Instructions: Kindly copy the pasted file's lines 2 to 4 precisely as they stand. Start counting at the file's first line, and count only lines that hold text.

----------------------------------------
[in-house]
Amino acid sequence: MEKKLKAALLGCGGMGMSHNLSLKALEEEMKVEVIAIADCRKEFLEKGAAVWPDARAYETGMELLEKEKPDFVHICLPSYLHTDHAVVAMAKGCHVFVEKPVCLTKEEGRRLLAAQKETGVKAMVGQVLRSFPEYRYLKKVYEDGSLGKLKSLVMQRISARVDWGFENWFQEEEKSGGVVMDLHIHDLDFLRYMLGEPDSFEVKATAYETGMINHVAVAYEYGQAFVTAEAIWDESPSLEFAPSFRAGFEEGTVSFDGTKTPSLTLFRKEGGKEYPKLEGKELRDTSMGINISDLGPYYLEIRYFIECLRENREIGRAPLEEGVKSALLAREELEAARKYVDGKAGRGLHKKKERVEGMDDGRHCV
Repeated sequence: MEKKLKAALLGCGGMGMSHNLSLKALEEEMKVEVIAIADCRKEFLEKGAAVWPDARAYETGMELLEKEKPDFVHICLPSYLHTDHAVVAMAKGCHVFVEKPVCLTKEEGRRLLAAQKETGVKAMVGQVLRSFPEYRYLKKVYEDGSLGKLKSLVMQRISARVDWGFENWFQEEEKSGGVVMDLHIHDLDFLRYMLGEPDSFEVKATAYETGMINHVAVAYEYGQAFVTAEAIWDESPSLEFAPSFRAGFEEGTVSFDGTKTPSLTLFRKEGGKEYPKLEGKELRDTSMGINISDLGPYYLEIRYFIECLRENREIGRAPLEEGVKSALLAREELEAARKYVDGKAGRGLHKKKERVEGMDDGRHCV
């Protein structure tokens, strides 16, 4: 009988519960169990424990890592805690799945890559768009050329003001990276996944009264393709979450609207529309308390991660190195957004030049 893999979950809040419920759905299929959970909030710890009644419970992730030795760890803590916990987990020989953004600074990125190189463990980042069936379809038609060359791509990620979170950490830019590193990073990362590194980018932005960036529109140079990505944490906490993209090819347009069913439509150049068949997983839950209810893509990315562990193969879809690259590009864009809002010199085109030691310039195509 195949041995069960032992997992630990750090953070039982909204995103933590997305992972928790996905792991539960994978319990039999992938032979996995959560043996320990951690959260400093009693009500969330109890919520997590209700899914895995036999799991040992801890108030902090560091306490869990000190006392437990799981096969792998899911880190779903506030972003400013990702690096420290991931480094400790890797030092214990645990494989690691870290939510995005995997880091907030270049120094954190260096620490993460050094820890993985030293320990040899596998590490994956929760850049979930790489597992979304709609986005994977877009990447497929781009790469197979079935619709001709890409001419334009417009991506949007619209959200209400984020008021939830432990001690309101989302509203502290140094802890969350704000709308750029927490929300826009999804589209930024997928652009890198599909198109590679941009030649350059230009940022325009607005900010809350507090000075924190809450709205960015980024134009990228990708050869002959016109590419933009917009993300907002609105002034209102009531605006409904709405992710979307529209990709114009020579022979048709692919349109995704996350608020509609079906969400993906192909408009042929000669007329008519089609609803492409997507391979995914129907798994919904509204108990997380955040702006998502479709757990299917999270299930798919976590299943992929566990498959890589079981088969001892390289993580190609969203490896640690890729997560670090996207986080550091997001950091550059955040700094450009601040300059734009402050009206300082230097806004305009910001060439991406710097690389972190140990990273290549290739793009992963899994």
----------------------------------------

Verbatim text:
Amino acid sequence: MEKKLKAALLGCGGMGMSHNLSLKALEEEMKVEVIAIADCRKEFLEKGAAVWPDARAYETGMELLEKEKPDFVHICLPSYLHTDHAVVAMAKGCHVFVEKPVCLTKEEGRRLLAAQKETGVKAMVGQVLRSFPEYRYLKKVYEDGSLGKLKSLVMQRISARVDWGFENWFQEEEKSGGVVMDLHIHDLDFLRYMLGEPDSFEVKATAYETGMINHVAVAYEYGQAFVTAEAIWDESPSLEFAPSFRAGFEEGTVSFDGTKTPSLTLFRKEGGKEYPKLEGKELRDTSMGINISDLGPYYLEIRYFIECLRENREIGRAPLEEGVKSALLAREELEAARKYVDGKAGRGLHKKKERVEGMDDGRHCV
Repeated sequence: MEKKLKAALLGCGGMGMSHNLSLKALEEEMKVEVIAIADCRKEFLEKGAAVWPDARAYETGMELLEKEKPDFVHICLPSYLHTDHAVVAMAKGCHVFVEKPVCLTKEEGRRLLAAQKETGVKAMVGQVLRSFPEYRYLKKVYEDGSLGKLKSLVMQRISARVDWGFENWFQEEEKSGGVVMDLHIHDLDFLRYMLGEPDSFEVKATAYETGMINHVAVAYEYGQAFVTAEAIWDESPSLEFAPSFRAGFEEGTVSFDGTKTPSLTLFRKEGGKEYPKLEGKELRDTSMGINISDLGPYYLEIRYFIECLRENREIGRAPLEEGVKSALLAREELEAARKYVDGKAGRGLHKKKERVEGMDDGRHCV
């Protein structure tokens, strides 16, 4: 009988519960169990424990890592805690799945890559768009050329003001990276996944009264393709979450609207529309308390991660190195957004030049 893999979950809040419920759905299929959970909030710890009644419970992730030795760890803590916990987990020989953004600074990125190189463990980042069936379809038609060359791509990620979170950490830019590193990073990362590194980018932005960036529109140079990505944490906490993209090819347009069913439509150049068949997983839950209810893509990315562990193969879809690259590009864009809002010199085109030691310039195509 195949041995069960032992997992630990750090953070039982909204995103933590997305992972928790996905792991539960994978319990039999992938032979996995959560043996320990951690959260400093009693009500969330109890919520997590209700899914895995036999799991040992801890108030902090560091306490869990000190006392437990799981096969792998899911880190779903506030972003400013990702690096420290991931480094400790890797030092214990645990494989690691870290939510995005995997880091907030270049120094954190260096620490993460050094820890993985030293320990040899596998590490994956929760850049979930790489597992979304709609986005994977877009990447497929781009790469197979079935619709001709890409001419334009417009991506949007619209959200209400984020008021939830432990001690309101989302509203502290140094802890969350704000709308750029927490929300826009999804589209930024997928652009890198599909198109590679941009030649350059230009940022325009607005900010809350507090000075924190809450709205960015980024134009990228990708050869002959016109590419933009917009993300907002609105002034209102009531605006409904709405992710979307529209990709114009020579022979048709692919349109995704996350608020509609079906969400993906192909408009042929000669007329008519089609609803492409997507391979995914129907798994919904509204108990997380955040702006998502479709757990299917999270299930798919976590299943992929566990498959890589079981088969001892390289993580190609969203490896640690890729997560670090996207986080550091997001950091550059955040700094450009601040300059734009402050009206300082230097806004305009910001060439991406710097690389972190140990990273290549290739793009992963899994």